Thursday, March 24, 2016

Take Care How You Listen: Admit God Knows Better

In Luke 11 Jesus is dining at the house of a Pharisee (cf. v. 37ff). When His host expresses surprise that He did not go through the ceremonial washing before the meal, Jesus begins to preach. He condemns the Pharisees for their outward religious displays while they neglect the heart of the Law. As He is speaking, a lawyer, one who studied and taught the Law of Moses, interrupts and says, "Master, thus saying thou reproachest us also" (v. 45). Jesus's words offended him and made him uncomfortable. That's what biblical preaching does.

Unfortunately, we don't come to the Bible as blank slates. We come scribbled upon with philosophies, politics, and preconceptions, the results of our culture, the media, our upbringing, our experiences, and the like. As the preacher opens the Bible and faithfully proclaims the Word of God, your philosophies, politics, and preconceptions will be challenged. It may very well hurt, as the Bible pierces "even to the dividing asunder of soul and spirit, and of the joints and marrow" (Hebrews 4:12).

In that moment you have to make a decision. You can ignore what God has said—perhaps explaining it away in light of political correctness or justifying yourself in your circumstances—or you can admit that God—infinite, holy, and good—knows better than you and, through the power of His Spirit, humble yourself before His Word.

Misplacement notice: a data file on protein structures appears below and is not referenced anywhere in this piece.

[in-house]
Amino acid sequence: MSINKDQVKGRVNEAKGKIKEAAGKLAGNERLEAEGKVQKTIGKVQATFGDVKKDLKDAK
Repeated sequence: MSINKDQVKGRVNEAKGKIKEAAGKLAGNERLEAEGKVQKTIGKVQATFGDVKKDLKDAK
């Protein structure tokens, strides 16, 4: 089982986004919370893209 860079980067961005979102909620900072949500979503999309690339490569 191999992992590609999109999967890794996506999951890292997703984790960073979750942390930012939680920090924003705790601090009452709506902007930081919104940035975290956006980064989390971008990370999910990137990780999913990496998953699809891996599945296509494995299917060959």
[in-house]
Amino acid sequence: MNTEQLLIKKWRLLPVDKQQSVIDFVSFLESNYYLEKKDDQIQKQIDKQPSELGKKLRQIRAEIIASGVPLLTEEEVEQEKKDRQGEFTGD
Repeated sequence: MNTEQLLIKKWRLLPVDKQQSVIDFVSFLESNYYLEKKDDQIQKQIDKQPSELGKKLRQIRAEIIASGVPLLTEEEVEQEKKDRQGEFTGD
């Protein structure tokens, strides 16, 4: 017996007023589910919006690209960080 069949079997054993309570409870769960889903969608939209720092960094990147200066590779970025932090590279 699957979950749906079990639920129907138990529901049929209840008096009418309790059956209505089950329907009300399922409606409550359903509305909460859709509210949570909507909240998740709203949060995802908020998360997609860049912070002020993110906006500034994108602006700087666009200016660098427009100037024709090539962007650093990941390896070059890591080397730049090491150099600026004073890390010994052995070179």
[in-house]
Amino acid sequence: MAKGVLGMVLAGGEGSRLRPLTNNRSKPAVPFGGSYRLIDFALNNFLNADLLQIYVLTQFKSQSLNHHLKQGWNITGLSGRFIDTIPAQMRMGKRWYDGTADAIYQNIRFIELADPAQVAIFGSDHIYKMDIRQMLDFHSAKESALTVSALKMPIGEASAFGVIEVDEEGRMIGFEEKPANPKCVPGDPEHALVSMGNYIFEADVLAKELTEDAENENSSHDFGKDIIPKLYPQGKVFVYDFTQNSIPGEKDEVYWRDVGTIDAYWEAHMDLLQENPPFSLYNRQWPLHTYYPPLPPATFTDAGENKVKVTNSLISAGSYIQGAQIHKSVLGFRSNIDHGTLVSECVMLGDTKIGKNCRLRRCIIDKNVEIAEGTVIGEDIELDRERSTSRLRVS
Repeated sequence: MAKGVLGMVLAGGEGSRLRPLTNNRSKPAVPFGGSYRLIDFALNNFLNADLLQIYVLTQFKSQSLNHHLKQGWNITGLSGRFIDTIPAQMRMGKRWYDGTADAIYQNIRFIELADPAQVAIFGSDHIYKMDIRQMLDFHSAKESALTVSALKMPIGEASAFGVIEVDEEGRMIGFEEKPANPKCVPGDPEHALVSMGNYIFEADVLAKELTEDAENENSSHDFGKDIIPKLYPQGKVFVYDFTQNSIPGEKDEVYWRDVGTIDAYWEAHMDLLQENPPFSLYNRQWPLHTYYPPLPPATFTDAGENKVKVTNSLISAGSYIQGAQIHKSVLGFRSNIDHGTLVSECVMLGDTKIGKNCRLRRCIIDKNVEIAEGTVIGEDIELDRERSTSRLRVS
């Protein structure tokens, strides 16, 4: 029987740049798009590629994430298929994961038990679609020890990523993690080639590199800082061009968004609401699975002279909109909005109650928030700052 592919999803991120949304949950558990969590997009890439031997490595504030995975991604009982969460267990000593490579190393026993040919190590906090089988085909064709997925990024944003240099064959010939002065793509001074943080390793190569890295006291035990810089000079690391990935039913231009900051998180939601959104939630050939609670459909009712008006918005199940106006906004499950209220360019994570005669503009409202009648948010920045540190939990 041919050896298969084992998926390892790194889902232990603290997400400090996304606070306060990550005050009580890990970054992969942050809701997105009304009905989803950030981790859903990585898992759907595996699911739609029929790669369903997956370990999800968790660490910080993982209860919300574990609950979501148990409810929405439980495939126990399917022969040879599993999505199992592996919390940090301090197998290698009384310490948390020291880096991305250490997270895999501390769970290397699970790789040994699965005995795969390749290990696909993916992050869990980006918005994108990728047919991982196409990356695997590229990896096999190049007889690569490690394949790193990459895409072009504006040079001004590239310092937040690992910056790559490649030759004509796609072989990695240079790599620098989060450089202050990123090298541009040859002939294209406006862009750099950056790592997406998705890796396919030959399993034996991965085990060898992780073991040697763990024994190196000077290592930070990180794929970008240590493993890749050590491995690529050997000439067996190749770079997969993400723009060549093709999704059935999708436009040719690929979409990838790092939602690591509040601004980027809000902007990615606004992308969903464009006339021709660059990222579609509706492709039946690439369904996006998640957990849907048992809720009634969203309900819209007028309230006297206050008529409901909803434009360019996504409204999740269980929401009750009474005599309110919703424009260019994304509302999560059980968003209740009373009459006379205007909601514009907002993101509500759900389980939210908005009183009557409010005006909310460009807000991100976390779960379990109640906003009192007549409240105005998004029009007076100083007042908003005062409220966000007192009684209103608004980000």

After this Sunday:
  • Ask yourself if this week's sermon challenged your beliefs or lifestyle.
  • Ask yourself if the Bible passage the preacher spoke from clearly confront those beliefs or activities.
  • Pray that the Spirit of God would enable you to submit to what the Bible clearly teaches and would help to change your heart, mind, and life.
*This material is based loosely on Listen Up! A Practical Guide to Listening to Sermons by Christopher Ash.

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